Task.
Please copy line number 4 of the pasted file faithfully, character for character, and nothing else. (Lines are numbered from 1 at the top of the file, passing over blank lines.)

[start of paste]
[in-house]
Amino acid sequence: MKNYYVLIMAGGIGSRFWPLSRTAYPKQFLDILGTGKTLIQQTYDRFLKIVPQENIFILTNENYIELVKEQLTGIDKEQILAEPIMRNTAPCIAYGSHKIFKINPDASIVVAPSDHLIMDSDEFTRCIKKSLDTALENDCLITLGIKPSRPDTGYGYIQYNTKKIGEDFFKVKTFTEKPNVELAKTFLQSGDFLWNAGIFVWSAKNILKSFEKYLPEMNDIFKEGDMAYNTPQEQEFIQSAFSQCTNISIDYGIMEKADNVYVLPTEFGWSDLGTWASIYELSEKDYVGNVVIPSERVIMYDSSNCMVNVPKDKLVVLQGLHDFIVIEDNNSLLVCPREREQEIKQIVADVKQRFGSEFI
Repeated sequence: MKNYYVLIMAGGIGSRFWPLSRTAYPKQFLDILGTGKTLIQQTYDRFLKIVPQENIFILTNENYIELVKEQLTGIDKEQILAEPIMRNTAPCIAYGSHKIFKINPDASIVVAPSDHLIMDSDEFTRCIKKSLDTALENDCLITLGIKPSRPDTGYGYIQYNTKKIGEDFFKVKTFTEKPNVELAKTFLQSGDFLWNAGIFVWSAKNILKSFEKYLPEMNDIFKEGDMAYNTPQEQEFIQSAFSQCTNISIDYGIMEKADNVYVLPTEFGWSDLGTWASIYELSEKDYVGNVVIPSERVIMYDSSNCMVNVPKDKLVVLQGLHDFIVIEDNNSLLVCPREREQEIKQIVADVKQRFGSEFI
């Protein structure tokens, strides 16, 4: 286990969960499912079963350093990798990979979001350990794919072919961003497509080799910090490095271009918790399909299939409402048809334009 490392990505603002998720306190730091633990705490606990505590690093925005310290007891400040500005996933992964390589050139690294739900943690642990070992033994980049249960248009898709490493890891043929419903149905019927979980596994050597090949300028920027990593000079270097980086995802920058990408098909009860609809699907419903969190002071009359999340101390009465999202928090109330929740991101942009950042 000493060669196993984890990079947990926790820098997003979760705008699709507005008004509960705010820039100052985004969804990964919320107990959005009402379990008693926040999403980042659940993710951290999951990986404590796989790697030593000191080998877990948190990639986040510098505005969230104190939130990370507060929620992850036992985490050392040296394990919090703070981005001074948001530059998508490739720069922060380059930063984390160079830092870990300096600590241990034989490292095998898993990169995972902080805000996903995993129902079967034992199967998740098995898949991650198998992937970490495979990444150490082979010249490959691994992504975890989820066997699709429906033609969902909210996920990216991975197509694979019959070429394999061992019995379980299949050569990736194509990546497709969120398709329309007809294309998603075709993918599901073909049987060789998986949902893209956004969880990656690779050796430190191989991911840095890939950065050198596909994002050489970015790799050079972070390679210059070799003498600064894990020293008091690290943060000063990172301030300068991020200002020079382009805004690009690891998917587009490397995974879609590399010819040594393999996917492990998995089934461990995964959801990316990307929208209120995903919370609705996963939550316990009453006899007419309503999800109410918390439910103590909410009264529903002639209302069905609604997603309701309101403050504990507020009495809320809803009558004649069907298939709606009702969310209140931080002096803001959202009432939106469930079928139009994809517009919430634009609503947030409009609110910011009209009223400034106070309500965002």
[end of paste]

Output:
């Protein structure tokens, strides 16, 4: 286990969960499912079963350093990798990979979001350990794919072919961003497509080799910090490095271009918790399909299939409402048809334009 490392990505603002998720306190730091633990705490606990505590690093925005310290007891400040500005996933992964390589050139690294739900943690642990070992033994980049249960248009898709490493890891043929419903149905019927979980596994050597090949300028920027990593000079270097980086995802920058990408098909009860609809699907419903969190002071009359999340101390009465999202928090109330929740991101942009950042 000493060669196993984890990079947990926790820098997003979760705008699709507005008004509960705010820039100052985004969804990964919320107990959005009402379990008693926040999403980042659940993710951290999951990986404590796989790697030593000191080998877990948190990639986040510098505005969230104190939130990370507060929620992850036992985490050392040296394990919090703070981005001074948001530059998508490739720069922060380059930063984390160079830092870990300096600590241990034989490292095998898993990169995972902080805000996903995993129902079967034992199967998740098995898949991650198998992937970490495979990444150490082979010249490959691994992504975890989820066997699709429906033609969902909210996920990216991975197509694979019959070429394999061992019995379980299949050569990736194509990546497709969120398709329309007809294309998603075709993918599901073909049987060789998986949902893209956004969880990656690779050796430190191989991911840095890939950065050198596909994002050489970015790799050079972070390679210059070799003498600064894990020293008091690290943060000063990172301030300068991020200002020079382009805004690009690891998917587009490397995974879609590399010819040594393999996917492990998995089934461990995964959801990316990307929208209120995903919370609705996963939550316990009453006899007419309503999800109410918390439910103590909410009264529903002639209302069905609604997603309701309101403050504990507020009495809320809803009558004649069907298939709606009702969310209140931080002096803001959202009432939106469930079928139009994809517009919430634009609503947030409009609110910011009209009223400034106070309500965002």